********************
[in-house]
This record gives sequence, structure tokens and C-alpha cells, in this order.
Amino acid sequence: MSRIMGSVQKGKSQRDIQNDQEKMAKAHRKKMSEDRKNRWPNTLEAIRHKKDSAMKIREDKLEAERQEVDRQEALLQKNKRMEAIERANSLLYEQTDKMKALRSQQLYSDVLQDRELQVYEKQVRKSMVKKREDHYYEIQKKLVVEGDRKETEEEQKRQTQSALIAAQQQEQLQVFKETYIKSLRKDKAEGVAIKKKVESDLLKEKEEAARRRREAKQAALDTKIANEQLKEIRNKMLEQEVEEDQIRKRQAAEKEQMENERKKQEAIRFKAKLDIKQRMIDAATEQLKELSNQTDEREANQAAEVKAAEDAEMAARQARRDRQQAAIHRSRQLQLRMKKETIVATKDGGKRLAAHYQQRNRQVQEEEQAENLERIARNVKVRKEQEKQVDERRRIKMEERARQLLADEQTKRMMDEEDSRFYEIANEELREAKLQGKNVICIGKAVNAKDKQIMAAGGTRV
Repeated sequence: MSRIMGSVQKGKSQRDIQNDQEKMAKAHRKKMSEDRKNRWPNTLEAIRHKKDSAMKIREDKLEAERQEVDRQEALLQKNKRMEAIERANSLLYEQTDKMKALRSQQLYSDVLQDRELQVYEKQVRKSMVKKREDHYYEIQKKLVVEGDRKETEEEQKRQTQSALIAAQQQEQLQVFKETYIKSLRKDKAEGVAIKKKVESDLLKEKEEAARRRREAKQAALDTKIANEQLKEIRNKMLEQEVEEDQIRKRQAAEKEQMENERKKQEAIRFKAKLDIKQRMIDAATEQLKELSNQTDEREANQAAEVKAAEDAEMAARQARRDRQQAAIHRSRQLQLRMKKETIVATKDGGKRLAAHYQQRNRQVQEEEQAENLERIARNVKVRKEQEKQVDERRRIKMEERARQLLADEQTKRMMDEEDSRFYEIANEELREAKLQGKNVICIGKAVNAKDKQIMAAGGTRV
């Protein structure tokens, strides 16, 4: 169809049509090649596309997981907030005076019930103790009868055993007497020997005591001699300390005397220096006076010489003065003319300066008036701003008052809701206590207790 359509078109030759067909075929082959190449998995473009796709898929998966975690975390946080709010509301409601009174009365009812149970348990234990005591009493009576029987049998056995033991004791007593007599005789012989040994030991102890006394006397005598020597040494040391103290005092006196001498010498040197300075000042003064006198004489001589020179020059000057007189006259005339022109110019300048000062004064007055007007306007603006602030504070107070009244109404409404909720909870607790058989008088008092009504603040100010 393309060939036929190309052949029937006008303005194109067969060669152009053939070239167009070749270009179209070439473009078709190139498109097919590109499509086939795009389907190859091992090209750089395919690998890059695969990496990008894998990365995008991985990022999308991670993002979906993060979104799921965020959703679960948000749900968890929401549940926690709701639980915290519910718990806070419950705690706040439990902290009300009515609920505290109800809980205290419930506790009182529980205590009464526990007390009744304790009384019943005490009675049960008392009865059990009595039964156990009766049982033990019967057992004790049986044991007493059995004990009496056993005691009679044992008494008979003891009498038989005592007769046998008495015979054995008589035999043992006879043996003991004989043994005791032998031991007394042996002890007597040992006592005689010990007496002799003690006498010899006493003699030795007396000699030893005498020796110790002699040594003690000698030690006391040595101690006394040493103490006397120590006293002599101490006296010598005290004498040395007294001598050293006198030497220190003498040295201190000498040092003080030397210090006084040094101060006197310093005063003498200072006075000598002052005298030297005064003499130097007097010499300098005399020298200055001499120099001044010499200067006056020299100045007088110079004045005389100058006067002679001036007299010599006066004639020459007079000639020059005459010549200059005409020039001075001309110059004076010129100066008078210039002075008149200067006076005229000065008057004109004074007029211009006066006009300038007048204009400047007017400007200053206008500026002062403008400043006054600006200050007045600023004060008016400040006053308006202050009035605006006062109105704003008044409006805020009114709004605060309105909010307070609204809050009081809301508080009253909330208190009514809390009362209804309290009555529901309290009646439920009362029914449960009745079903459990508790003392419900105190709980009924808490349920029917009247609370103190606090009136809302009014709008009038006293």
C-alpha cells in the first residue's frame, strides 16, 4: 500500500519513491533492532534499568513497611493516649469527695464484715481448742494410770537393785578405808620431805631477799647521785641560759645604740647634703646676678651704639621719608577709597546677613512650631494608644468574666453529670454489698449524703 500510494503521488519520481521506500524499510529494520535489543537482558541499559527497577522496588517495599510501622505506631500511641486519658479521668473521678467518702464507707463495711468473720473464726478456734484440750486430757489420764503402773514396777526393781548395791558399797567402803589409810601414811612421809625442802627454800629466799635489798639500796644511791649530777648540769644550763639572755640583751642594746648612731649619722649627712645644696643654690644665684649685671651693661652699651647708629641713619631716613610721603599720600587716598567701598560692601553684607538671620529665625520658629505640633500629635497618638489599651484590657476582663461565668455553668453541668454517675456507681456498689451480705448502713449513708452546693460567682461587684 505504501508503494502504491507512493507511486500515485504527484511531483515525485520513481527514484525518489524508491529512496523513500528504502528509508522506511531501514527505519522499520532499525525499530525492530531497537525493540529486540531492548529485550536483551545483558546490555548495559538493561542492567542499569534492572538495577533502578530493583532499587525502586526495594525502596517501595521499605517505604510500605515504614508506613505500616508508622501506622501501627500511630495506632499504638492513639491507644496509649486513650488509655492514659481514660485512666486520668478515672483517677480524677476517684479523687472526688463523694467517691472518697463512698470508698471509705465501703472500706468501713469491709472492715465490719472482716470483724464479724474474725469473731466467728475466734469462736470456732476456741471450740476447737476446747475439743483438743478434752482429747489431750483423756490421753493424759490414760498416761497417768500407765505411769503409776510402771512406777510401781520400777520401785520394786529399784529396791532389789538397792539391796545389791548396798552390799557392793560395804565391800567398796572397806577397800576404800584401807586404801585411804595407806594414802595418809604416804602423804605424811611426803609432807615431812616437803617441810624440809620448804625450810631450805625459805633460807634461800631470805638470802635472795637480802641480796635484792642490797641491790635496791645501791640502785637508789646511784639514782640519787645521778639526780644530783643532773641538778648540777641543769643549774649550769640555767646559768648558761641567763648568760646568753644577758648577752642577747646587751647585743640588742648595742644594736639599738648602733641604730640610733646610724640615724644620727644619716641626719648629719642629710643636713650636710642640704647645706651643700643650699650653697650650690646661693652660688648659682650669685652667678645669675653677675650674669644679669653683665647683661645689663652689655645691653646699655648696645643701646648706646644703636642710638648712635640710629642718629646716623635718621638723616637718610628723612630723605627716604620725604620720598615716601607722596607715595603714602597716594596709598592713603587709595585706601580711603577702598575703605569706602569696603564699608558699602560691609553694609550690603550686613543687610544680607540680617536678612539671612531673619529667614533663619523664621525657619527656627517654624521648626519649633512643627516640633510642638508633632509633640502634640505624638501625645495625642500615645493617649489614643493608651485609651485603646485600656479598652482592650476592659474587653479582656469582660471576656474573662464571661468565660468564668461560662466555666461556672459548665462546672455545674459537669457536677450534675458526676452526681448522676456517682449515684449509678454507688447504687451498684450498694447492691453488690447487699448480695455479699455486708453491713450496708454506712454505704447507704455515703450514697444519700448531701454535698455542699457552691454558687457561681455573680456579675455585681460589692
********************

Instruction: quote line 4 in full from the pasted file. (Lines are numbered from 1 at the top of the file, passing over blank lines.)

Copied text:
Repeated sequence: MSRIMGSVQKGKSQRDIQNDQEKMAKAHRKKMSEDRKNRWPNTLEAIRHKKDSAMKIREDKLEAERQEVDRQEALLQKNKRMEAIERANSLLYEQTDKMKALRSQQLYSDVLQDRELQVYEKQVRKSMVKKREDHYYEIQKKLVVEGDRKETEEEQKRQTQSALIAAQQQEQLQVFKETYIKSLRKDKAEGVAIKKKVESDLLKEKEEAARRRREAKQAALDTKIANEQLKEIRNKMLEQEVEEDQIRKRQAAEKEQMENERKKQEAIRFKAKLDIKQRMIDAATEQLKELSNQTDEREANQAAEVKAAEDAEMAARQARRDRQQAAIHRSRQLQLRMKKETIVATKDGGKRLAAHYQQRNRQVQEEEQAENLERIARNVKVRKEQEKQVDERRRIKMEERARQLLADEQTKRMMDEEDSRFYEIANEELREAKLQGKNVICIGKAVNAKDKQIMAAGGTRV